After Emergent had to discard up to 15 million possibly contaminated doses of the vaccine last month, federal regulators conducted an inspection that found a series of problems, including the risk that other batches could have been contaminated.
Last week’s pause followed reports of six women who experienced a rare type of blood clot in the brain within three weeks of getting the Johnson & Johnson vaccine. The clots were accompanied by an unusual drop in platelets, components of the blood that normally help heal wounds.
On Thursday, the Oregon health authorities reported that a death was being investigated for a possible connection to the Johnson & Johnson vaccine. The woman who died was in her 50s and had symptoms consistent with the blood clotting cases identified in eight other Johnson & Johnson recipients in the U.S. Dr. Shimi Sharief, the state health authority’s senior health adviser, emphasized that it was not known whether the woman’s death was related to the vaccine.
The C.D.C. committee met the day after the announcement, and a representative from Johnson & Johnson provided details on the six cases, along with two others. Rather than voting, the panel decided to hold a second meeting the following week, giving them time to better assess the data.
European regulators, who have also been scrutinizing the shots, said on Tuesday that they would allow these vaccinations to resume with the addition of a formal warning label.
Both the Pfizer-BioNTech and Moderna vaccines will effectively prevent serious illness and death from a coronavirus variant that has kept cases in New York City stubbornly high, two independent studies suggest.
City officials had repeatedly warned that the variant may be more contagious and may dodge the immune response. But researcher say that the antibodies stimulated by Pfizer-BioNTech and Moderna vaccines are only slightly less potent at controlling the variant than the original form of the virus.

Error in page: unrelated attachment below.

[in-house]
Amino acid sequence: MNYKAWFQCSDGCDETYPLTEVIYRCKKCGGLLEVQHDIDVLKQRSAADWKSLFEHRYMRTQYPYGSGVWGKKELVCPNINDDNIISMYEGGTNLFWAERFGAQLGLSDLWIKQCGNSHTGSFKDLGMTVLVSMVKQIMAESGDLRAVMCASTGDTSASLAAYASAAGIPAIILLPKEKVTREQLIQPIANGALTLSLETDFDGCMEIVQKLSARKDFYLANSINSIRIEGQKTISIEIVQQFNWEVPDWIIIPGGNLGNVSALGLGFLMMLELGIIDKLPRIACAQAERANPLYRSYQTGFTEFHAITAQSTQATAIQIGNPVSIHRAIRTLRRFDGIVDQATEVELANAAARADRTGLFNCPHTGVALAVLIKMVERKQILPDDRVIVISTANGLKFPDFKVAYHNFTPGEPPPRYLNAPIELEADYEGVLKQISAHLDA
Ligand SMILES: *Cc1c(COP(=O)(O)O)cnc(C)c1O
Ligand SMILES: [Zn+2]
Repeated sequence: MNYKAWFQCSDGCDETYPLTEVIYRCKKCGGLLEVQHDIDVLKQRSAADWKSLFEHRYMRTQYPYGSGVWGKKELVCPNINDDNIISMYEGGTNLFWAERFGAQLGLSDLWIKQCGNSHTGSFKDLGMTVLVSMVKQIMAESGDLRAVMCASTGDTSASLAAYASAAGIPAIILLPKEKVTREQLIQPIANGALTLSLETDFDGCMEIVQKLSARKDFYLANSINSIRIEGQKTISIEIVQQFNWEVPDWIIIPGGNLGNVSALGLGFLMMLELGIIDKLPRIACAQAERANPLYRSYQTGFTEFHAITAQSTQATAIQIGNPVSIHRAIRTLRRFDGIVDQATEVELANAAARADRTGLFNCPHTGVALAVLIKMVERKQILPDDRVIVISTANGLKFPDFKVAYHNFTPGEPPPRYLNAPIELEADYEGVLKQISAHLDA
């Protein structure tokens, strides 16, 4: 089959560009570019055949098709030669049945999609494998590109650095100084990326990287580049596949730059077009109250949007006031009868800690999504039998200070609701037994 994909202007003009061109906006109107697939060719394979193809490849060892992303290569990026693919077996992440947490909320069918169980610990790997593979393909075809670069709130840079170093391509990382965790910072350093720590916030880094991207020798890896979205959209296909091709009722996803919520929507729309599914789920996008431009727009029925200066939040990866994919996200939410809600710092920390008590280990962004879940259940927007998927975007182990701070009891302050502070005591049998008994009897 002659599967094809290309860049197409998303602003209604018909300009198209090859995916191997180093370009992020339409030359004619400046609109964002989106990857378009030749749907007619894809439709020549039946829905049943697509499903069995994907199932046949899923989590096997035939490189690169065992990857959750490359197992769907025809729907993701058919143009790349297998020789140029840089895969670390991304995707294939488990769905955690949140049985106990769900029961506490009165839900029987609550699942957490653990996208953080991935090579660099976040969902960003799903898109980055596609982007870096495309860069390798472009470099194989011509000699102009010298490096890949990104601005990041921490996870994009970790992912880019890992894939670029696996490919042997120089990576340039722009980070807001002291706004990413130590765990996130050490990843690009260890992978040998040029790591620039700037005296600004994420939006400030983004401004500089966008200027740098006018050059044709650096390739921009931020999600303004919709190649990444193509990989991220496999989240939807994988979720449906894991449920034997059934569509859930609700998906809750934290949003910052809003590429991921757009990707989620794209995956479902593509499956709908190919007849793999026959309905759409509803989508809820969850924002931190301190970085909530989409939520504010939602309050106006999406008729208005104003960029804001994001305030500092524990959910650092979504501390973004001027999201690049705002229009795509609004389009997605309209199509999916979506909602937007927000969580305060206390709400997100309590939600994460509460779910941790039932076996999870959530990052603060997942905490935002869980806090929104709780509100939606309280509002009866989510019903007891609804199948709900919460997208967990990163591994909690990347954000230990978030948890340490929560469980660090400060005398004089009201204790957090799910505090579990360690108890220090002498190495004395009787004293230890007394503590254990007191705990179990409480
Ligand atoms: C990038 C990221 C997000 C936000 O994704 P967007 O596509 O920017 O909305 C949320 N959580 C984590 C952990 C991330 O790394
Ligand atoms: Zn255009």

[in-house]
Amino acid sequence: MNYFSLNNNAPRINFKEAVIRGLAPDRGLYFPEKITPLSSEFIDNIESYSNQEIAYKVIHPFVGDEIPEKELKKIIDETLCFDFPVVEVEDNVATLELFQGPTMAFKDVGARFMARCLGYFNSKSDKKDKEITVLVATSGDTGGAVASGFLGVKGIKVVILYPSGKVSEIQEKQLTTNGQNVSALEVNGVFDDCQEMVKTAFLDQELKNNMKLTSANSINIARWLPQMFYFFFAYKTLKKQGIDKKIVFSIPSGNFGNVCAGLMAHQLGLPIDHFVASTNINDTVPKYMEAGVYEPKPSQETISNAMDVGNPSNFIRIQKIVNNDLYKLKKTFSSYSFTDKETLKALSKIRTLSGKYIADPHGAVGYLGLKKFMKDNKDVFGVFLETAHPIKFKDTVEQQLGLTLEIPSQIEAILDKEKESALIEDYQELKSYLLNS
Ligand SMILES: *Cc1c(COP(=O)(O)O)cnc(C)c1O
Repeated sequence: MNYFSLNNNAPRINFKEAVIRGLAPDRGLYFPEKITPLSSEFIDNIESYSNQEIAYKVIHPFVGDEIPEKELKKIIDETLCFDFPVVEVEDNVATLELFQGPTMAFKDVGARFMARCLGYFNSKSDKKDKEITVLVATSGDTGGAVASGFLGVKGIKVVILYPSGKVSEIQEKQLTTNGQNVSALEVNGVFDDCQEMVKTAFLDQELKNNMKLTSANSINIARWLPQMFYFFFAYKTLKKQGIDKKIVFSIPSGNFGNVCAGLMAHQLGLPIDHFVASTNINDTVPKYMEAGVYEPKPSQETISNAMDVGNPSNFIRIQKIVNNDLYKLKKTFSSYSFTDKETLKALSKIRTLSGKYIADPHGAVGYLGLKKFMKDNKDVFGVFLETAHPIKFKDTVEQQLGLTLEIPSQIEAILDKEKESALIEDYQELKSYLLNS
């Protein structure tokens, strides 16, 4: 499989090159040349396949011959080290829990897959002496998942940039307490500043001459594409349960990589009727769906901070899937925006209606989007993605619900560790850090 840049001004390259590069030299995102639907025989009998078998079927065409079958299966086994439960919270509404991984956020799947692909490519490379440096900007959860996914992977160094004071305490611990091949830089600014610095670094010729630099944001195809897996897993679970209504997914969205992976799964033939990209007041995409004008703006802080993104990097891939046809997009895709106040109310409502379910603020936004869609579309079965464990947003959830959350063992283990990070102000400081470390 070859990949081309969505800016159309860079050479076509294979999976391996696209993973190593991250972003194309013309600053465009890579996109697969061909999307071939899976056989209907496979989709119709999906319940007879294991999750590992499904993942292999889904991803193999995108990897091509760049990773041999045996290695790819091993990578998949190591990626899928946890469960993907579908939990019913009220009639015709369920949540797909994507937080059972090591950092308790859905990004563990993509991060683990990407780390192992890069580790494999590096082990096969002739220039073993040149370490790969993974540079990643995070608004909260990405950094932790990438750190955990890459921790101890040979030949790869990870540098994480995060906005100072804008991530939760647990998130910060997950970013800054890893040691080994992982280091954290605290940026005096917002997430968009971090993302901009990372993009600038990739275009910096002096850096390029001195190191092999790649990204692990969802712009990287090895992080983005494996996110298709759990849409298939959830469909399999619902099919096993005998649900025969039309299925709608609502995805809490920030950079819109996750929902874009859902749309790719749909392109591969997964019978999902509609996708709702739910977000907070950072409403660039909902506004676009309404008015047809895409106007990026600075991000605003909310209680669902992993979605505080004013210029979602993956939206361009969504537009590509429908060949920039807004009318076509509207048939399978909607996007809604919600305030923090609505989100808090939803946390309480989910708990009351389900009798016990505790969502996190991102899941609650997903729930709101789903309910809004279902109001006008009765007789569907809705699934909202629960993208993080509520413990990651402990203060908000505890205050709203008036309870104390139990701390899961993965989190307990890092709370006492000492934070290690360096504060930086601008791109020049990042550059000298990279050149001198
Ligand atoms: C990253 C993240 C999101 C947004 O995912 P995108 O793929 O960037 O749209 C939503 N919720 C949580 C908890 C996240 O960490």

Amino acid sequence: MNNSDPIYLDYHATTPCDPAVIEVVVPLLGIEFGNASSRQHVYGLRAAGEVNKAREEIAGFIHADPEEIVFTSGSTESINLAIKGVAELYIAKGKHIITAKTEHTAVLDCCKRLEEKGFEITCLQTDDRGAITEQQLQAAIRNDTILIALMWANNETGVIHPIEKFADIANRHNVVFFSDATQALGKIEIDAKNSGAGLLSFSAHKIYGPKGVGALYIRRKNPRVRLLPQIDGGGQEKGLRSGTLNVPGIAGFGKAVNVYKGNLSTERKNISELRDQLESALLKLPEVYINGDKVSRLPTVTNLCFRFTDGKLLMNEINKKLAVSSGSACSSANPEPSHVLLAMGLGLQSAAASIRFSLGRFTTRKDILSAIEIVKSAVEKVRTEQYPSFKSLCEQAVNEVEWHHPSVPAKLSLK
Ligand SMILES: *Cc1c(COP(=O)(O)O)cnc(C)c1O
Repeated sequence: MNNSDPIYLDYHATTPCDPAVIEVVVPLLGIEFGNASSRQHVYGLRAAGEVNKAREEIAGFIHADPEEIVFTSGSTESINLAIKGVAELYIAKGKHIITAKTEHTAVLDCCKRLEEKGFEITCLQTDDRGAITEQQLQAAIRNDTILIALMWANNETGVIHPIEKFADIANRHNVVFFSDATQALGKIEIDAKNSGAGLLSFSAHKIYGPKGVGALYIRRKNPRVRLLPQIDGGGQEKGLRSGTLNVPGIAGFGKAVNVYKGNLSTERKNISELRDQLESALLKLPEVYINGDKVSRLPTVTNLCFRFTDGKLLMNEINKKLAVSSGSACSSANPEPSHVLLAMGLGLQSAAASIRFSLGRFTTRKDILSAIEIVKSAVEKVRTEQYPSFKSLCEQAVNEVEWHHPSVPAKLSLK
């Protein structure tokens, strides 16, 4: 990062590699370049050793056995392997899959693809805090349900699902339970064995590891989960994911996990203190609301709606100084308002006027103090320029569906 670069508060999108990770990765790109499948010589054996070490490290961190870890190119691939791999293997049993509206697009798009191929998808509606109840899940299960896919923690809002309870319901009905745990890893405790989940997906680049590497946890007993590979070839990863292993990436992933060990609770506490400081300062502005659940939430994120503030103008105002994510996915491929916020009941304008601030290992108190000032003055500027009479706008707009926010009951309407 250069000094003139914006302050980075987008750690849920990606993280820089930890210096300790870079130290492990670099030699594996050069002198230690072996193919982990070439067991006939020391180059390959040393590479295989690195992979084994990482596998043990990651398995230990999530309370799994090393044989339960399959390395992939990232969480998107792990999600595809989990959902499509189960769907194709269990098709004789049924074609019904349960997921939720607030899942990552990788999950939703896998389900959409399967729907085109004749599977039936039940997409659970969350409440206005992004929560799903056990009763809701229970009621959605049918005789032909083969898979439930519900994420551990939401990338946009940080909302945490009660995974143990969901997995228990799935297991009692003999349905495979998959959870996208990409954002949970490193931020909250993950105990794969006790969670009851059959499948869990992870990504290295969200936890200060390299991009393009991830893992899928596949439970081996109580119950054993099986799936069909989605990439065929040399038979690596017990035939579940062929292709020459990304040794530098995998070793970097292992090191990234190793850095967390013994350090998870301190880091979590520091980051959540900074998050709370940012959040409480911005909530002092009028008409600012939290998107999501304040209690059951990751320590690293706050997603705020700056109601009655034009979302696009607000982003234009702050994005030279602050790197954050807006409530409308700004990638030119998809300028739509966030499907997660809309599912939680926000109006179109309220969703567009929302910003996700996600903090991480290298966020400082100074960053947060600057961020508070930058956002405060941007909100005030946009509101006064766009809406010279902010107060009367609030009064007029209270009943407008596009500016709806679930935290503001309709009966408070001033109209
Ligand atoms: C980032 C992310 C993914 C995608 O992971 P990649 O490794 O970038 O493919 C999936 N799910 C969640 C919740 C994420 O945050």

“We’re not seeing big differences,” said Michel Nussenzweig, an immunologist at Rockefeller University in New York who is a member of the team that published one of the studies on Thursday.
The results are based on laboratory experiments with blood samples from small numbers of vaccinated people and have not yet been peer-reviewed. Still, they are consistent with what is known about similar variants, several experts said, and they add to a growing body of research that suggests that the two main vaccines in the United States are protective against all of the variants identified so far.
“The take-home message is that the vaccines are going to work against the New York variant and the South African variant and the U.K. variant,” said Nathan Landau, a virologist at N.Y.U.’s Grossman School of Medicine who led the study.
With summer on the horizon, states are beginning to rethink social-distancing measures.
In Rhode Island, Gov. Dan McKee said that starting May 7, the state will stop requiring masks outside, and social gatherings can increase to 25 people indoors and 75 people outdoors. By May 28, the state will lift capacity limits on businesses and houses of worship, the bar areas of restaurants will be able to open, and dance floors can once again be filled.
“It’s a good day for everyone here in the Ocean State,” Mr. McKee said at a news conference on Thursday. “It’s a little early to put a ‘Mission Accomplished’ sign up, but we’re getting ready to order that sign.”
Mr. McKee attributed the reopening plans to the state’s vaccination rate — 48 percent of residents have received at least one shot, and 33 percent are fully vaccinated, according to a New York Times database. But masks will still be required indoors.
Rhode Island is not alone.
On Monday, Gov. Ned Lamont of Connecticut said that the state would phase out all pandemic restrictions, except the indoor mask mandate, by May 19. And in New Jersey, Gov. Phil Murphy said on Wednesday that he would announce “a pretty significant amount of guidance” for summer activities next week.
“We don’t want to lurch, in other words go forward and then have to pull something back,” Mr. Murphy said at his weekly news conference. “And we don’t want to start that now. But we also owe people our best guesses for what it’s going to look like for graduation, summer, the beaches and what not.”
As more people get vaccinated and the outdoors become more appealing with spring weather and sunshine, one question persists: Do people still need to wear masks outside? Science shows that the risk of viral transmission outside is very low. The Times’s Well columnist, Tara Parker-Pope, suggests making sure activities meet two out of the following three conditions: outdoors, distanced and masked.
Dr. Rochelle Walensky, the director of the Centers for Disease Control and Prevention, said on Thursday that the agency was “looking at the outdoor masking question” and whether to revise current guidance.